Blog 06 Dec 2023 

Big Concepts in Brief: What is Circular Economy?

Dan answers some of the most frequently asked questions about the Circular Economy, from its basic definition to its impact on the environment.

Dan Noakes

Dan Noakes

Systemic Challenge Lead

Return to old values: multi-use and multi-purpose. What if there was a better way? Meet the circular economy – where materials enjoy an extended lease on life by avoiding incineration and landfills — a kind fate that innovation can and should write.

We need to return to valuing quality over quantity and longer term thinking over quick fixes. As we grapple with the increasingly urgent and distressing realities of climate change and environmental degradation, it’s time we returned to old values. This may mean carefully selecting the materials we use and products we buy, connecting on a personal level with our purchases, onboarding items that align with our life journey, taking what we need and returning what we no longer need. 

Every time we harvest raw materials from the planet, we pollute ecosystems and emit harmful gases into the atmosphere. At the end of a product’s (far too short) life, we dispose of materials either through incineration or by dumping them in landfills. 

If we could turn our unwanted items into materials and products wanted by others, , we’d arrive at the circular economy. 

What is the circular economy?

A circular economy avoids discarding waste or materials at the end of their life cycle, instead giving them multiple lives including reintroducing them back into manufacturing supply chains. 

In essence, any process that avoids incineration and landfill contributes to a circular economy. 

The Ellen McArthur Foundation, an organisation carrying out circular economy research, describes circular economy as a system where materials never become waste and nature is regenerated.” The principles are that waste and pollution are designed out, through materials remaining in use as products or components and natural processes are supported so nature can thrive. 

At its heart, this model aims to consistently reduce, reuse, recycle, and recover energy as the very last resort (Waste Hierarchy). 

What materials can be part of a circular economy?

The great news is that manufacturers can choose their input materials. Some industries will be more limited in their options, but they all can work towards adopting secondary materials over virgin materials in the manufacture of new products. 

Wood is a great example of a raw material that can be repurposed as part of a circular economy. Sustainable forestry can turn wood into cellulose for paper production. That paper can then be reused or recycled to create other products. Items like aluminium cans and glass bottles can be recycled almost indefinitely. In fact, making new glass from old glass consumes far less energy than starting from the basic raw materials used in glass manufacture.

Why is the circular economy important?

A circular economy, when implemented properly, reduces our impact on the environment and our reliance on virgin raw materials extracted from the ground. 

By giving our products a new life, we’re reducing the overall amount of carbon emissions we’re putting into the atmosphere and slowing the environmental decline of our planet. In fact, if we implement effective circular economy strategies around just four key industrial materials — cement, plastics, steel and aluminium — alongside how we produce food, we can reduce global greenhouse gas emissions by 40% by 2050.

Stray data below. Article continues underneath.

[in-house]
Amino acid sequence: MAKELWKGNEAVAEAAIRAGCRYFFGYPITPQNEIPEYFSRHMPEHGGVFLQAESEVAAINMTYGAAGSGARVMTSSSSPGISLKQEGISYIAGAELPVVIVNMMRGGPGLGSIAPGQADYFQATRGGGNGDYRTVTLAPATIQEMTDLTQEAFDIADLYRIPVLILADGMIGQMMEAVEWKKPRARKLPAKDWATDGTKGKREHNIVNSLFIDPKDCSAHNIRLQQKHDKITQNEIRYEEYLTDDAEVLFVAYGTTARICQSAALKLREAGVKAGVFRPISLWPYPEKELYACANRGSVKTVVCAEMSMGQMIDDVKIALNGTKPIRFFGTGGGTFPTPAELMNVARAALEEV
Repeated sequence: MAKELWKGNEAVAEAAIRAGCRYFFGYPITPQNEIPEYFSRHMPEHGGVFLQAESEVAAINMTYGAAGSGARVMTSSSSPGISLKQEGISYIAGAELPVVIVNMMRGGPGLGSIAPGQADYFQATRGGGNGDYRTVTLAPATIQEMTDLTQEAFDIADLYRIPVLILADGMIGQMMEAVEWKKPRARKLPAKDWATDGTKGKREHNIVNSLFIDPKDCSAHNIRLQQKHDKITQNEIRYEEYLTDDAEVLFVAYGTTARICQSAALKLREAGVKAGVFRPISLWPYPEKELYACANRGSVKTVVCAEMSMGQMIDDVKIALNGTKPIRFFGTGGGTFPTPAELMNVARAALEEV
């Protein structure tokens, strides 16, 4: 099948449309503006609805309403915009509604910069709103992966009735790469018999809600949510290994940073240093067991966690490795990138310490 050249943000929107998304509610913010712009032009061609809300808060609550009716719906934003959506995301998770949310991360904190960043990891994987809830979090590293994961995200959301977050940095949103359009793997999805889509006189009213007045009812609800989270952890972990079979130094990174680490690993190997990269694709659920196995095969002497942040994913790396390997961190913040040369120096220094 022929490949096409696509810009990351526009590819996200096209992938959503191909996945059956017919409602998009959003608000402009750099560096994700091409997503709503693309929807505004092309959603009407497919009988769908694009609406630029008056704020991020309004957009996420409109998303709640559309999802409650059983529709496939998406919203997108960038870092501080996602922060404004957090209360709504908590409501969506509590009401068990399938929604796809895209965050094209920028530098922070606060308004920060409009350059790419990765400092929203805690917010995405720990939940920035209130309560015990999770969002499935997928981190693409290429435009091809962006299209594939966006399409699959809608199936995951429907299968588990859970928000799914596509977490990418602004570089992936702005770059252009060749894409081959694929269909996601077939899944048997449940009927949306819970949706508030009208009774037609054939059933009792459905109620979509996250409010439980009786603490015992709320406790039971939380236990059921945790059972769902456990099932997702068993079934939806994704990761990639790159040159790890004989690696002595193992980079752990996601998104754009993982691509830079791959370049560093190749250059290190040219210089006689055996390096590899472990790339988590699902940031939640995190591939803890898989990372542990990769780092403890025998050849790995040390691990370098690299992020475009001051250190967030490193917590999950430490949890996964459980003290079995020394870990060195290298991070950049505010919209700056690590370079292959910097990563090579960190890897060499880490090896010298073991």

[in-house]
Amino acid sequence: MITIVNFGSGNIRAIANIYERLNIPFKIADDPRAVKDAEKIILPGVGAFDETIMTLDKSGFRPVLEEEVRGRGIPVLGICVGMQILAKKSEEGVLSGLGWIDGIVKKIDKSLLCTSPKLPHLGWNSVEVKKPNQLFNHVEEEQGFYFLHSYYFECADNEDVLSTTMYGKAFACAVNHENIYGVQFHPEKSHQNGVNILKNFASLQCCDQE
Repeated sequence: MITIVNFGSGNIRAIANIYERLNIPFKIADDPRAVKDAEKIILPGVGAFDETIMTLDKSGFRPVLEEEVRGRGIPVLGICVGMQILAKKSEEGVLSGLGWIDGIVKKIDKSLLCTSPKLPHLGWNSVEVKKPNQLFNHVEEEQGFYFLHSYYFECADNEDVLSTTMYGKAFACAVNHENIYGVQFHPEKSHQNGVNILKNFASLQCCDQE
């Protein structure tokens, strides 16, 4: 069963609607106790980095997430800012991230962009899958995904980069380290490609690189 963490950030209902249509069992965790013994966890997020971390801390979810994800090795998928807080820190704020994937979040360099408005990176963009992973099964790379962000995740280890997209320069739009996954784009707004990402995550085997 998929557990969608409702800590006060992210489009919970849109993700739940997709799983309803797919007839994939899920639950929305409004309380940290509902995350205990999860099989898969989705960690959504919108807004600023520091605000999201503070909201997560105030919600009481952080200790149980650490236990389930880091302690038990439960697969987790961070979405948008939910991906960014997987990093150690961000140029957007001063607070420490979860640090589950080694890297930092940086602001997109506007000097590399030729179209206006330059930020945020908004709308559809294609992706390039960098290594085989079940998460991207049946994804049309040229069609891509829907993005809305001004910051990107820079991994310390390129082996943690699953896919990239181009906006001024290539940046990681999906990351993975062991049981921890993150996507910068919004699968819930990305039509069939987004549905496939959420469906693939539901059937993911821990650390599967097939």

What is a circular business model?

We cannot achieve a circular economy without circular business models. These can be defined as any business model that makes financial gains from a circular system that outweigh the gains made from a traditional, linear system (take, make, disposed). 

In the UK, we saw the first of these models come to market following the introduction of the Landfill Tax which helped to establish recycling industry for post consumer waste. The challenge today is: how do we find the next generation of circular business models that will allow us to move further up the Waste Hierarchy, and re-use even more of our unwanted materials and products? 

What is CPI doing to build a circular economy?

Many cities in the UK have committed to reducing food and municipal waste. This means local authorities must find a way to redesign the way they process waste. At CPI, we are helping cities to map their material flows so they can come up with a plan to meet their circular-economy objectives. 

On top of that, we are working to develop the next generation of recycling technology. Our work with DEScycle is a great example of how innovation and technology can help us reimagine our relationship with resources – in this case, metals and discarded electronics. Another example is start-up Stuff4Life which is repurposing personal protective equipment (PPE) through advanced recycling processes.

Finally, we have long advocated for the creation and use of sustainable materials – an area in which we have specialist expertise. We accelerate the development and commercialisation of sustainable materials with various applications, such as bio-based and biodegradable materials for consumer products like packaging, cosmetics and textiles and industrial chemicals and durable materials like composites used in automotive, and aerospace and renewable energy. 

Reinventing the way we do things isn’t easy, and it certainly won’t happen overnight. But with the right tools, knowledge and innovation, we can make great strides towards a circular economy which is kinder to the planet and supports a healthier, happier society.

Learn more about our work within the materials sector

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